jfPaint is a free Java-based paint program for Windows
About a couple of months ago, we gave zzPaint a try. If there was an even simpler application of the kind, it's gotta be jfPaint.
This is a free Java-based paint program for Windows. It's very user-friendly despite having an interface that is very old-school. It reminds me of an older version of Paint, and even the program's icon is quite similar to Microsoft's application. But don't judge jfPaint by its appearance, because it does offer some modern features.
The canvas is resize-able and you can view its size, and the mouse's position on the statusbar. There is a checkerboard canvas pattern that you can switch to by clicking the button at the end of the toolbar.
The application opens images in tabs, which makes it easier to multi-task. The jFPaint toolbar has the Select, Fill, Pick Color andÂ options. You can use the Pencil for free hand drawing or the Curve and Line buttons. Creating shapes is easy thanks to the Box and Circle tools, as is drawing a text box. You can rotate images, flip them and scale them using the second set of tools in jfPaint.
There is another shape, a rounded box, which is basically one with rounded corners. To use it, first click on the "Rounded Box" tool (and set the arc width and length), then click on the box tool and draw a box. The Fill tools function similarly, enable them first and use the fill option. The Crop and Selection tools can be found towards the right end of the toolbar, along with options to change the size of the font and the image.
The background color of Drawn boxes can be changed to use the foreground shade using the substitute tool. You can also do this using the Foreground color, Swap and Back color buttons on the secondary toolbar. This bar also happens to house the thickness setting for the drawing tools.
jPaint has 3 sliders on the bar above the canvas, and these are used to control the Threshold, Transparency and Zoom levels respectively. To apply the transparency effect to an image, you'll need to use the drop-down menu on the second toolbar, and select one of the options. You can use it to choose from among Gradient (cyclic, acylcic, radial), Pixelate, Gaussian Blur, and Chrome options. The ARGB menu allows you to switch between the Alpha, Red, Green and Blue color spaces.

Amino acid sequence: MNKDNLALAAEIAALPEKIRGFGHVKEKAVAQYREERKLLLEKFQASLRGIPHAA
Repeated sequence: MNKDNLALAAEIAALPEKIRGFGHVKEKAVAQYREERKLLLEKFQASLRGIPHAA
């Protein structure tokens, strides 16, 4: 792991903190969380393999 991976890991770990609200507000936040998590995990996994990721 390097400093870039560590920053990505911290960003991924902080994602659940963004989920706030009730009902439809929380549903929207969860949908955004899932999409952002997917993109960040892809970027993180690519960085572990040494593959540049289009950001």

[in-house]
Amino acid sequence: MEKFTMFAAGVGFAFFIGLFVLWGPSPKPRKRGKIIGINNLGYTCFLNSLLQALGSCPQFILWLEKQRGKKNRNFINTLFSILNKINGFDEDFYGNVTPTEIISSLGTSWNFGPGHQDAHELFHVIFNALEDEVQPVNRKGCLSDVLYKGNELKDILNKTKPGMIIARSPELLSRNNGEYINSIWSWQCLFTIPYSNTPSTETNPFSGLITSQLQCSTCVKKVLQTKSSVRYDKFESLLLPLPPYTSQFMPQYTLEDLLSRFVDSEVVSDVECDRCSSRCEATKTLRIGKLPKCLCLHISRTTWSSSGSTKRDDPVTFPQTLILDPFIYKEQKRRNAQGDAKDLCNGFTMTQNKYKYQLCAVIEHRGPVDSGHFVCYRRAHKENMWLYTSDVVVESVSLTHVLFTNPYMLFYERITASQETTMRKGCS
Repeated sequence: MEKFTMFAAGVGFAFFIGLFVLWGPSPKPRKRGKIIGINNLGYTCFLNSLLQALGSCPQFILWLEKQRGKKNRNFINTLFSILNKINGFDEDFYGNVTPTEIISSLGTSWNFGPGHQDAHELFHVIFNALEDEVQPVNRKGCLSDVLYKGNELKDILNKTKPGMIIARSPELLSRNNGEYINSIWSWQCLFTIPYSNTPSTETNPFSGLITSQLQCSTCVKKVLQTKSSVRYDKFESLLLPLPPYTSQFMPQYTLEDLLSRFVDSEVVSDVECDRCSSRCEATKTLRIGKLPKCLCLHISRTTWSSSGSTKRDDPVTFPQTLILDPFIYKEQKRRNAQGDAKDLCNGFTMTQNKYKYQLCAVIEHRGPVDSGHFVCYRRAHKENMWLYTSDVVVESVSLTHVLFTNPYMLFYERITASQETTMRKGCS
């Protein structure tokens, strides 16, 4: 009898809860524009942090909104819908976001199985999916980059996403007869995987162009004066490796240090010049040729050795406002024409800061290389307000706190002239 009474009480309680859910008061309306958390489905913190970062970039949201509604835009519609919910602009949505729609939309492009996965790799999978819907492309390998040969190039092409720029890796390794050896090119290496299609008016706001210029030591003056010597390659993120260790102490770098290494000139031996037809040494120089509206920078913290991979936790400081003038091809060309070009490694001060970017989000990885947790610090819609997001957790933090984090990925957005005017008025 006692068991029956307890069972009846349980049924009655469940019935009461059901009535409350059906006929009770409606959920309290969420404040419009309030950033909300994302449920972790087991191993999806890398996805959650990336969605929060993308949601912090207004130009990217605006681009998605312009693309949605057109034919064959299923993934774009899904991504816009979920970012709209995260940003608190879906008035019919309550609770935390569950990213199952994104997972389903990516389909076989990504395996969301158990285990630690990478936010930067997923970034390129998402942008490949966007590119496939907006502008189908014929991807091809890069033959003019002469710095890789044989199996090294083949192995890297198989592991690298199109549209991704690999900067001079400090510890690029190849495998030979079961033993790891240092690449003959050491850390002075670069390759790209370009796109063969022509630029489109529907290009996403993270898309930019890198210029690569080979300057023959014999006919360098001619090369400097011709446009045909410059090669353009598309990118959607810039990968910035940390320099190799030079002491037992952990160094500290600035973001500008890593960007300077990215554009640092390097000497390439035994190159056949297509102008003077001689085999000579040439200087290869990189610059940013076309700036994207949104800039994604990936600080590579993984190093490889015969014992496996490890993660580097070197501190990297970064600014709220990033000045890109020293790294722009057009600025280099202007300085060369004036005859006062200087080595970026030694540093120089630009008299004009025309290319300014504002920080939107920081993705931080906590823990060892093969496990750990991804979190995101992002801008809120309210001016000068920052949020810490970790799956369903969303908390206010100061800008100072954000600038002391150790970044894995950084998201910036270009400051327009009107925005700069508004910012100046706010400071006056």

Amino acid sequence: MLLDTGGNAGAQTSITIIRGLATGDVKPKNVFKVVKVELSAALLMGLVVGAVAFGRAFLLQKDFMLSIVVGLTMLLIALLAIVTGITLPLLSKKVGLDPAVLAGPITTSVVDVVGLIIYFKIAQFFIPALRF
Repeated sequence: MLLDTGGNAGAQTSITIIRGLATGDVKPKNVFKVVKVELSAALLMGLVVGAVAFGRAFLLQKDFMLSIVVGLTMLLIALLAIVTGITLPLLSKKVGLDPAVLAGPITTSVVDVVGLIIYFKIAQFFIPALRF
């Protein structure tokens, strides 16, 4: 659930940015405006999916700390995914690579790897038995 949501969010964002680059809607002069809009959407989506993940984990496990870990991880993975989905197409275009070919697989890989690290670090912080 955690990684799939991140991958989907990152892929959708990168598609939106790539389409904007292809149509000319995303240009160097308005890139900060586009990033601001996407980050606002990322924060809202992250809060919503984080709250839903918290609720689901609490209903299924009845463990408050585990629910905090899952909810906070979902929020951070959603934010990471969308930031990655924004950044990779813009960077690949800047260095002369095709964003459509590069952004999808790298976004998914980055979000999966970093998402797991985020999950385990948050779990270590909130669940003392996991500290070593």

The application supports JPG, PNG, BMP, SVG, XPM and jfPaint image formats. The jfPaint format is special, because it is the only one which supports layers. You can enable the Layers window from the secondary toolbar, to jump between layers quickly.
The program feels like a no-frills paint program, because there are no settings that you can customize. While it may not replace your usual image editor, jfPaint can be useful for basic drawing and editing purposes, especially with screenshots and adding watermarks. If you want a user-friendly but more powerful image editor, you can't go wrong with Paint.NET, which is my favorite.
Yes. This looks like… Java.
Someone developed this, what a waste of time and effort.
Do I have to install JRE to run this crap?
I just hate JAVA software so much, it’s ugly, it was resource-heavy back in the day like that Azureus-Vuze torrent client and it’s a popular opinion that along with Flash those are the two worst languages/environments/whatever they are.
Big fan of anything Syntevo, who are basically making the prettiest and most usefull software ever. As long as it’s JRE portable, which it looks like it is, I don’t really see any issues here.
Personally, I’m very slowly becoming more and more attached to GIMP as a Photoshop alternative.
Too many clueless idiots as usual who have no idea about Java but are fast in spewing their usual junk.. If you hate Java so much you must also hate Android because it is written in Java.
“If you hate Java so much you must also hate Android because it is written in Java.”
I don’t think this logic works.
On Windows, java applications have super ugly/non native looking GUIs, and you have to install the java runtime (which is fraught with security vulnerabilities on windows).
On android, java is the ‘native’ runtime and really only exists ‘behind the scenes’. Apps have pretty Material design interfaces, and users don’t even have to be aware of what language/runtime is used behind the scenes.
Java on Android is highly optimized, including a custom VM. It’s way more lightweight than the Java virtual machine on computers. And it’s a fact that software written in Java needs more RAM in average. Unfortunately people experienced so many negative examples, that they now believe it’s a rule of thumb. And sadly I believe that too, because exceptions confirm the rule.
Running JAVA is a risk only techies can afford, IMO. I’ve removed it from my devices years ago; unfortunately those past years have brought a lot, good and bad, experiences but… haven’t enhanced my ability to handle JAVA with the certitude of avoiding its numerous catches.
I don’t know anyone using Java on Windows anymore. Java and Flash are both dead.